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Matt Kamen takes the chainsaw challenge

Orphaned at a young age and separated from his elder sister Sawawa, Hiro Hiyorimi thinks his life’s about to take a turn for the positive when she invites him to come and live with her. Unfortunately, Sawawa’s job is caretaker for a boarded up and decidedly ominous mansion, one that seems to be completely abandoned when Hiro arrives. Searching for his sister, Hiro instead crosses paths with an elaborately dressed woman with long, pale hair – and pushes her out of the way of certain death from falling construction beams, killing himself in the process. Clearly, the boy doesn’t have much luck.

However, the woman he saves hovers over him as he lies dying, offering him one last chance at life. Revealing herself as princess of the monster world, and referring to herself only by her royal title, she resurrects Hiro as her servant. His future looks a little tougher than dishing out tea and changing the bedsheets – he’s now a conscript in the Princess’ ongoing battle against her demonic siblings. While he’s not gained any notable powers through his supernatural rebirth, he is at least semi-immortal, so long as the Princess sustains his life force. Able to survive wounds that would kill anyone else, Hiro’s just been promoted to ‘human shield’ in the war for the monster world’s throne.

Hiro’s woeful tale of servitude beyond death comes courtesy of manga creator Yasunori Mitsunaga. Born in Hamamatsu in Shizuoka Prefecture, Mitsunaga had his debut in 2001 with Trafficker – a three-volume series focusing on an elite cycle courier drawn into an underground speed circuit, a story liberally inspired by Shuichi Shigeno’s Initial D. Princess Resurrection’s gothic fight for the throne first saw print in Kodansha’s Monthly Shonen Sirius anthology from July 2005, with Mitsunaga’s darkly elegant style and eye for intricate detail (plus a healthy dose of fanservice) attracting a loyal readership. While still producing fresh chapters of his best known series, Mitsunaga has also clearly found horror manga to be his calling, peppering his works with references to classic monster movies and the works of H.P. Lovecraft. More recent strips include Shinbashi no Miko and Kantantei D&W, both dealing with elements of the supernatural impacting on the mortal world, plus writing duties on Demon 72, a tale of a summoner and his indentured demon, with art by Satoshi Ueda. Mitsunaga’s only diversion from the genre has been 2008’s Cheer! Cheer!, a sexy cheerleading comedy set in an all-girl school – providing plenty of opportunities for even more fanservice!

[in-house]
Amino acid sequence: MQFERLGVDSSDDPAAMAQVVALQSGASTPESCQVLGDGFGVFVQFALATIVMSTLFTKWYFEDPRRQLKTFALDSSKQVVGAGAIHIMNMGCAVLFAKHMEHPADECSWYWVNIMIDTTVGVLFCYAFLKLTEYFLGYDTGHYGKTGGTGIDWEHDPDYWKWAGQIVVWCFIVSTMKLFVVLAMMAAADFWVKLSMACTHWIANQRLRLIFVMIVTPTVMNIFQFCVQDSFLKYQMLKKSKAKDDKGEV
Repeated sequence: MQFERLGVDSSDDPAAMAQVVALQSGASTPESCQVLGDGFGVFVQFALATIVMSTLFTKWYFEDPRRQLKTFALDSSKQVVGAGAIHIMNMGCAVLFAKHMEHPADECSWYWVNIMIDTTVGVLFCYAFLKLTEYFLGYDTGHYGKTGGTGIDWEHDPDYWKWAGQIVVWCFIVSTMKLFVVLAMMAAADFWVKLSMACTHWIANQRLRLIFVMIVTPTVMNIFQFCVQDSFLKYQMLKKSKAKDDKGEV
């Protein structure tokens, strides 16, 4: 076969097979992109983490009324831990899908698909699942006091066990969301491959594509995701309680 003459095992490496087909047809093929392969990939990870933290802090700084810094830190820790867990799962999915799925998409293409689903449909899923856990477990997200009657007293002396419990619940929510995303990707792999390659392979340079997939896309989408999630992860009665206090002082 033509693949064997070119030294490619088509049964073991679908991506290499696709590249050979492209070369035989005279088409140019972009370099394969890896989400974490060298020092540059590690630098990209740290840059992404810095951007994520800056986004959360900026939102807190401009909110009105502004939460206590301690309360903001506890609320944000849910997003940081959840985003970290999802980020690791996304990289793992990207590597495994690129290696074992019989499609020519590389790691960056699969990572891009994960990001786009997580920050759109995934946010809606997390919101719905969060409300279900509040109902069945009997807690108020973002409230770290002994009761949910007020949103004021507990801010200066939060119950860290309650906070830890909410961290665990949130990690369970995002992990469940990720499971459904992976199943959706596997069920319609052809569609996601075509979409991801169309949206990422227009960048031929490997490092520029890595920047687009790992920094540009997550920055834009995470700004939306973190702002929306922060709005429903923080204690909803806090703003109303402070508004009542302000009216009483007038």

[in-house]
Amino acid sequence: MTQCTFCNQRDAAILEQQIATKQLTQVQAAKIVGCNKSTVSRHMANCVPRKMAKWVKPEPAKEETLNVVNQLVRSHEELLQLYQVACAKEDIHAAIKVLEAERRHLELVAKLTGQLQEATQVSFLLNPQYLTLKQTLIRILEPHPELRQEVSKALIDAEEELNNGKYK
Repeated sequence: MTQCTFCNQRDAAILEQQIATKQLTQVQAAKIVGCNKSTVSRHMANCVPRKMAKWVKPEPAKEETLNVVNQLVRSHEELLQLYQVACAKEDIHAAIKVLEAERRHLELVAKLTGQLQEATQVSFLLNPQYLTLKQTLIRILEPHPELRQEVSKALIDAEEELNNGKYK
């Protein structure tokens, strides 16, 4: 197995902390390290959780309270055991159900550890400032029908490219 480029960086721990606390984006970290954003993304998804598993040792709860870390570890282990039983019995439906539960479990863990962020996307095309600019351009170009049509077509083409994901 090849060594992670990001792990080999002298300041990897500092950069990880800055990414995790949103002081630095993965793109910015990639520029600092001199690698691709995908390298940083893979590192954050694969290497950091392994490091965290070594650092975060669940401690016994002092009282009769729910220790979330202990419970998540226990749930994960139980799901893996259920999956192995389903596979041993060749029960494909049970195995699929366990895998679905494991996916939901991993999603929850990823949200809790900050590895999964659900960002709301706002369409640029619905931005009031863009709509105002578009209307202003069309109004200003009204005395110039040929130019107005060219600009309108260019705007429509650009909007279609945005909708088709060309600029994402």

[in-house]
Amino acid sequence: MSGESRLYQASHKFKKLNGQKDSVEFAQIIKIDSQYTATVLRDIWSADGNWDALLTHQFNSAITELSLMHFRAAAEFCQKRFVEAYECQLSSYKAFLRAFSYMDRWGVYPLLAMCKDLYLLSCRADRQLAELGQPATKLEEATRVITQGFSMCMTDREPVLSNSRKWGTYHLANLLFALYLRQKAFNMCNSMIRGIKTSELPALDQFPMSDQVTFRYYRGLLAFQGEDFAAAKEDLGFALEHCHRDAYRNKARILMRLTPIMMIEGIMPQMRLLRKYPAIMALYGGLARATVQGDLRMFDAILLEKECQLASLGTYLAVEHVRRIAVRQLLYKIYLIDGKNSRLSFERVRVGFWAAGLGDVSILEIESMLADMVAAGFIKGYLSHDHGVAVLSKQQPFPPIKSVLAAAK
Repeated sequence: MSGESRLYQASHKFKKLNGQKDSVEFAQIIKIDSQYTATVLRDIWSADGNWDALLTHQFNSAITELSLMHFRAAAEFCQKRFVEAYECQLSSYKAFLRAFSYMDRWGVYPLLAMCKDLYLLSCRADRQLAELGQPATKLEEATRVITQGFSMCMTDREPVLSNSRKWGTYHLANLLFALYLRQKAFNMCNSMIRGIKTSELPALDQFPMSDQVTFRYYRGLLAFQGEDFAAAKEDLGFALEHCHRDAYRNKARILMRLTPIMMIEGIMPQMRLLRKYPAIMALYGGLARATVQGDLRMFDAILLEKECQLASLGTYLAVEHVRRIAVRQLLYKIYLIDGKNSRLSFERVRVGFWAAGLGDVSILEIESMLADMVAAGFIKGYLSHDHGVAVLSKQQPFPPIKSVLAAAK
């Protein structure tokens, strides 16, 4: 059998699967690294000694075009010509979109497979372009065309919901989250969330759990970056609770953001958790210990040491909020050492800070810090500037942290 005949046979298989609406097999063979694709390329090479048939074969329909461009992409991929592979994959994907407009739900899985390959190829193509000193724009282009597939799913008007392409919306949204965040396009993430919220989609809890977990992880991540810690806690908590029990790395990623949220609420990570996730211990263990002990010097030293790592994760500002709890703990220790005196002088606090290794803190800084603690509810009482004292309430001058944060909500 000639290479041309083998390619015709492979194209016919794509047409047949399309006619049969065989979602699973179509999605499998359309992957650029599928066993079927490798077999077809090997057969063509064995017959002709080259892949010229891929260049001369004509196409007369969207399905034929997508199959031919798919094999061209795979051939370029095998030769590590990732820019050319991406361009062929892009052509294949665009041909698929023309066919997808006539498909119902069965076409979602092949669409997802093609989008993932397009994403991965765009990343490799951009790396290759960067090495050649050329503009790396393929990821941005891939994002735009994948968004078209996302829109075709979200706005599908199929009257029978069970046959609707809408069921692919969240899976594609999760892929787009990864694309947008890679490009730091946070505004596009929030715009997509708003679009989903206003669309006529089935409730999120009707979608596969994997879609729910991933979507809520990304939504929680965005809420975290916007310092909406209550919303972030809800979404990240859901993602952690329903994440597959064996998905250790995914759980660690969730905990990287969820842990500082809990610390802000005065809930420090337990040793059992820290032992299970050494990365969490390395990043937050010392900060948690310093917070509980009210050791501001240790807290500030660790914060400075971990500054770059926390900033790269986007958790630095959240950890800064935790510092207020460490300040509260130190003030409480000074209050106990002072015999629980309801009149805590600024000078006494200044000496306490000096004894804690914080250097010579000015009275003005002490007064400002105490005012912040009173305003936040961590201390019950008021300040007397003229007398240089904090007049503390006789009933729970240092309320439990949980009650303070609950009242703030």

Madhouse, the studio responsible for bringing zombie horror Highschool of the Dead to the screen, was tapped for Princess Resurrection’s animated outing, appointing Masayuki Sakoi to direct. The 26-episode series adapts the best of Mitsunaga’s manga, capturing the lighter comedy moments as well as Hiro and the Princess’ procession of tussles with vampires, werewolves and worse.

Princess Resurrection is out now on UK DVD – and unlike Hiro, you won’t have to die to find out how this particular game of thrones plays out.


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